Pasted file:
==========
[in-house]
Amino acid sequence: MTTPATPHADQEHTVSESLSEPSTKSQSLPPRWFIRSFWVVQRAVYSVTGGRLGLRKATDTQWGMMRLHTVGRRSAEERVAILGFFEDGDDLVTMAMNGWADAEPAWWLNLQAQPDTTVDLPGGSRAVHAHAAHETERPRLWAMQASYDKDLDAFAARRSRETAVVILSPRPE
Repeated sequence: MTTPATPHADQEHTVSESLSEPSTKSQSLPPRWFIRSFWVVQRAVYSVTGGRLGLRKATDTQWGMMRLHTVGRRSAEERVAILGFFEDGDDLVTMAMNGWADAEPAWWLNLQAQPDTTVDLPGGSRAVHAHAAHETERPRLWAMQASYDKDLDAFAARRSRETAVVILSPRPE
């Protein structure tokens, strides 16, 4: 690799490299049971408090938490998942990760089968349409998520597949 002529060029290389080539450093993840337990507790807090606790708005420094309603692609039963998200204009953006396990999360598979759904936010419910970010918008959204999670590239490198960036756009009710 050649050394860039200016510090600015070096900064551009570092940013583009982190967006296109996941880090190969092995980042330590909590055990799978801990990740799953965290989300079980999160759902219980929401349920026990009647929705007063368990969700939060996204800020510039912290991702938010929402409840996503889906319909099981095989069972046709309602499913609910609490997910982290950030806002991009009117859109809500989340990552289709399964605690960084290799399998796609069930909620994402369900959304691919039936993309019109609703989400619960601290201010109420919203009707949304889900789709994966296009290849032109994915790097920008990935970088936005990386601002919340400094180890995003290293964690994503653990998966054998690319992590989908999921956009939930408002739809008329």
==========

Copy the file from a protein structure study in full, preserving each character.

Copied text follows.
[in-house]
Amino acid sequence: MTTPATPHADQEHTVSESLSEPSTKSQSLPPRWFIRSFWVVQRAVYSVTGGRLGLRKATDTQWGMMRLHTVGRRSAEERVAILGFFEDGDDLVTMAMNGWADAEPAWWLNLQAQPDTTVDLPGGSRAVHAHAAHETERPRLWAMQASYDKDLDAFAARRSRETAVVILSPRPE
Repeated sequence: MTTPATPHADQEHTVSESLSEPSTKSQSLPPRWFIRSFWVVQRAVYSVTGGRLGLRKATDTQWGMMRLHTVGRRSAEERVAILGFFEDGDDLVTMAMNGWADAEPAWWLNLQAQPDTTVDLPGGSRAVHAHAAHETERPRLWAMQASYDKDLDAFAARRSRETAVVILSPRPE
């Protein structure tokens, strides 16, 4: 690799490299049971408090938490998942990760089968349409998520597949 002529060029290389080539450093993840337990507790807090606790708005420094309603692609039963998200204009953006396990999360598979759904936010419910970010918008959204999670590239490198960036756009009710 050649050394860039200016510090600015070096900064551009570092940013583009982190967006296109996941880090190969092995980042330590909590055990799978801990990740799953965290989300079980999160759902219980929401349920026990009647929705007063368990969700939060996204800020510039912290991702938010929402409840996503889906319909099981095989069972046709309602499913609910609490997910982290950030806002991009009117859109809500989340990552289709399964605690960084290799399998796609069930909620994402369900959304691919039936993309019109609703989400619960601290201010109420919203009707949304889900789709994966296009290849032109994915790097920008990935970088936005990386601002919340400094180890995003290293964690994503653990998966054998690319992590989908999921956009939930408002739809008329």